Vogue, Yellow and Sustainable

It turns out that playing Yellow can be green. Chris Martin and his band Coldplay recently played a concert in Amman, Jordan which was aired globally. Coldplay see travelling around the world playing concerts and the mass consumption of products at each concert as a huge drain on global resource. Vogue Italia have also made a similar sustainability stance and won’t be featuring any photoshoots on its January 2020 issue to highlight the impact of photoshoots in print magazines.

So, what of the clothing industry and sustainability? According to a United Nations study, the fashion industry is responsible for about 10% of all greenhouse gas emissions, 20% of all wastewater, and consumes more energy than the airline and shipping industries combined. With the airline industry changing- Easyjet have recently announced that they plan to offset all the carbon from across their fleet globally. The fashion industry must change its ways. A report by British NGO Fashion Revolution revealed that one in three European consumers take sustainability into account when shopping for clothes. So, not only for the huge environmental pressure to change but consumers are acting with their wallets and demanding change too.

Some of the greenest fashion retailers include the footwear retailer All Birds which was born out of a desire to create footwear from a sustainable resource. They are certified as a B Corp, one of only ten fashion B Corps in the UK. Which means that they balance profit with people and the planet and meet the highest standards of social and environmental performance. Another retailer on the B Corp list is Patagonia– they believe that the best thing we can do for the planet is cut down on consumption and get more use out of stuff we already own. Patagonia has started its own Worn Wear brand, which is sold online and in their latest pop up shop in Boulder, Colorado. The collection offers a selection of used products the brand buys back from customers, washes, mends, and redesigns.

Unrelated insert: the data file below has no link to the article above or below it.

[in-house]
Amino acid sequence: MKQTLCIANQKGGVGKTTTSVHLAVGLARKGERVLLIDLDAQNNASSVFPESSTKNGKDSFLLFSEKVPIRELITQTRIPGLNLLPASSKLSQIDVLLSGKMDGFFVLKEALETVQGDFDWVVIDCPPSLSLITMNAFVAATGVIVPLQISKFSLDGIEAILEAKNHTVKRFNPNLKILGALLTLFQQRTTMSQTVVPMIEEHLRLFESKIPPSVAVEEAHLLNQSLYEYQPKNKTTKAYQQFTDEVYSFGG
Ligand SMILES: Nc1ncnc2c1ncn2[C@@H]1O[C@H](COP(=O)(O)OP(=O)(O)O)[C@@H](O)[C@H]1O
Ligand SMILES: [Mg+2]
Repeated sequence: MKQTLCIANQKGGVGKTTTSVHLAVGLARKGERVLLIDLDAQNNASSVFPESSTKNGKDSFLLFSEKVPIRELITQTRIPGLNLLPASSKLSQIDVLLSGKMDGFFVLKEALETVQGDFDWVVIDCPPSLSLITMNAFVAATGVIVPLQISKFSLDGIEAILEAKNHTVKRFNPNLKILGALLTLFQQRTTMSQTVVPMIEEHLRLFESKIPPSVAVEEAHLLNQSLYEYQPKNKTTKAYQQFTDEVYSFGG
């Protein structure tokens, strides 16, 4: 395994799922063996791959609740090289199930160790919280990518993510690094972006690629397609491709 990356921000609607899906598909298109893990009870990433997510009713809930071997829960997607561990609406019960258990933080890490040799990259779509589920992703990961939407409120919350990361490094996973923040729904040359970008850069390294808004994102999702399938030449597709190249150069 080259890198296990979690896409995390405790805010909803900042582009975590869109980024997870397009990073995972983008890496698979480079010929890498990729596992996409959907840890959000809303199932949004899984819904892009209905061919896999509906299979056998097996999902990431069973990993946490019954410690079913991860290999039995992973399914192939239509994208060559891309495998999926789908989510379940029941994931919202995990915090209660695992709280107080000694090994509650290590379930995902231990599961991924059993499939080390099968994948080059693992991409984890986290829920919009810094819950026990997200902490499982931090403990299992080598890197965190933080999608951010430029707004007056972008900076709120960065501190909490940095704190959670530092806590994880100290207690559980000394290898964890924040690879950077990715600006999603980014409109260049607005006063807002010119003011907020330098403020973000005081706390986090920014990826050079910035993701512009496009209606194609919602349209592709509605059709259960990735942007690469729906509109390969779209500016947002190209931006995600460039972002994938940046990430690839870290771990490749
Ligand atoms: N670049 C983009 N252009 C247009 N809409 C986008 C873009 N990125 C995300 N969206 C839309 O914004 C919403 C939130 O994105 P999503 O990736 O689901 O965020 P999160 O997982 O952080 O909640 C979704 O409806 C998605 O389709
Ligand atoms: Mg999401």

Not only is the resale market good for the environment in that it produces less products, according to a recent report produced by resale platform Thredup it has also grown 21 times faster than the first-hand retail market over the last 3 years. This is driven by younger more sustainability minded consumers, who are also embracing new retail concepts. By Rotation is a retail rental company, where you can rent dresses, handbags and everything you need for a full designer wardrobe, letting you carry that coveted Gucci bag you’ve had your eye on for £10 a day!

With retailers engaging with sustainability, how can landlords also do the same. Barak Obama recently spoke at the Greenbuild conference in Atlanta. Here, he spoke about best way to communicate sustainability is to make the connection between sustainability and sense of place.

Obama talked about how a framework might work in a neighbourhood: “The first thing I want to do is just go around and talk to them and find out, how do people live? What are their concerns? What do they think about their homes, what do they think about their neighbours, what works, what doesn’t? Because when you listen, it turns out that you get a sense of what people’s priorities are, what their values are, what their worries are,” he said. “Then, figure out how to shape a sustainable agenda around those concerns.”

At P-THREE this is how we think- what do people want? We always bringing it back to the people using the places and properties we create. Just like Obama says “sometimes we like to tell people what they should think is important, rather than actually asking them what’s important to you. Your first job is not to talk, but to listen.”